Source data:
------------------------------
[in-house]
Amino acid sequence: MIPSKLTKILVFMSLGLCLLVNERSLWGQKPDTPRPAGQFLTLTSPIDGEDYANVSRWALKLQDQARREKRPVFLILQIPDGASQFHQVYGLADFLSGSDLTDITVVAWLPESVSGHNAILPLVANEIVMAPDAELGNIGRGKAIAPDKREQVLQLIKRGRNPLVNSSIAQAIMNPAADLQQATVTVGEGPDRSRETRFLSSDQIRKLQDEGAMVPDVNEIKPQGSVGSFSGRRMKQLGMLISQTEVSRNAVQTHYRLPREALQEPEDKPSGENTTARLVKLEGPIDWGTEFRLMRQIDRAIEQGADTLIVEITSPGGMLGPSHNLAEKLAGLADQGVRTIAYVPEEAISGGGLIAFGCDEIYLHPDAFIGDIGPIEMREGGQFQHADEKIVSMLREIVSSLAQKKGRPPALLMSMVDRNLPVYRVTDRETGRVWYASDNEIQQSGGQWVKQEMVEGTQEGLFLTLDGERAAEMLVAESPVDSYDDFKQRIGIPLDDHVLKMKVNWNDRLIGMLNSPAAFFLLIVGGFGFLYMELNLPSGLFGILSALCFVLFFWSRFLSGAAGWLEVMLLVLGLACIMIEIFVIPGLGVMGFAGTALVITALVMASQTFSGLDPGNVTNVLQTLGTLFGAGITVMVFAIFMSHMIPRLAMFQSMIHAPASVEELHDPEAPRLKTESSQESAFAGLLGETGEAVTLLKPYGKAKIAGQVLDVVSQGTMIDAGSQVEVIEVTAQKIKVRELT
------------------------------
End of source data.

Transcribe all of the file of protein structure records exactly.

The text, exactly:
[in-house]
Amino acid sequence: MIPSKLTKILVFMSLGLCLLVNERSLWGQKPDTPRPAGQFLTLTSPIDGEDYANVSRWALKLQDQARREKRPVFLILQIPDGASQFHQVYGLADFLSGSDLTDITVVAWLPESVSGHNAILPLVANEIVMAPDAELGNIGRGKAIAPDKREQVLQLIKRGRNPLVNSSIAQAIMNPAADLQQATVTVGEGPDRSRETRFLSSDQIRKLQDEGAMVPDVNEIKPQGSVGSFSGRRMKQLGMLISQTEVSRNAVQTHYRLPREALQEPEDKPSGENTTARLVKLEGPIDWGTEFRLMRQIDRAIEQGADTLIVEITSPGGMLGPSHNLAEKLAGLADQGVRTIAYVPEEAISGGGLIAFGCDEIYLHPDAFIGDIGPIEMREGGQFQHADEKIVSMLREIVSSLAQKKGRPPALLMSMVDRNLPVYRVTDRETGRVWYASDNEIQQSGGQWVKQEMVEGTQEGLFLTLDGERAAEMLVAESPVDSYDDFKQRIGIPLDDHVLKMKVNWNDRLIGMLNSPAAFFLLIVGGFGFLYMELNLPSGLFGILSALCFVLFFWSRFLSGAAGWLEVMLLVLGLACIMIEIFVIPGLGVMGFAGTALVITALVMASQTFSGLDPGNVTNVLQTLGTLFGAGITVMVFAIFMSHMIPRLAMFQSMIHAPASVEELHDPEAPRLKTESSQESAFAGLLGETGEAVTLLKPYGKAKIAGQVLDVVSQGTMIDAGSQVEVIEVTAQKIKVRELT